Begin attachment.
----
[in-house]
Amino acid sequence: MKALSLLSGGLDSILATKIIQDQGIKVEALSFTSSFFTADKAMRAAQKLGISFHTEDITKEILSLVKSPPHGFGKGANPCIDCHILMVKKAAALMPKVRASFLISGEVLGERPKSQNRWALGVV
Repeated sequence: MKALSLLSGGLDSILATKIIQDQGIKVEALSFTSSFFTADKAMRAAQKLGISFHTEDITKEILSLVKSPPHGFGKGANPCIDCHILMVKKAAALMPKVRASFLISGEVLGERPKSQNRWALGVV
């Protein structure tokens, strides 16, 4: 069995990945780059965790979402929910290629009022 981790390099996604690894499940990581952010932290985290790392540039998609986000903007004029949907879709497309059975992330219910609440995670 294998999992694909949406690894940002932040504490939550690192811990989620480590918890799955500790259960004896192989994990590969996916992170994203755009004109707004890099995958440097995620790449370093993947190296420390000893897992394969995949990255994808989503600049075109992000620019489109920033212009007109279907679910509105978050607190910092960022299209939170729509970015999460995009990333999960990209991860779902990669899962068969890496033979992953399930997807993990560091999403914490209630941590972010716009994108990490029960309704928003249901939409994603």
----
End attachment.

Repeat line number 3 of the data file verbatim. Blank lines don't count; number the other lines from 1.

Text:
Repeated sequence: MKALSLLSGGLDSILATKIIQDQGIKVEALSFTSSFFTADKAMRAAQKLGISFHTEDITKEILSLVKSPPHGFGKGANPCIDCHILMVKKAAALMPKVRASFLISGEVLGERPKSQNRWALGVV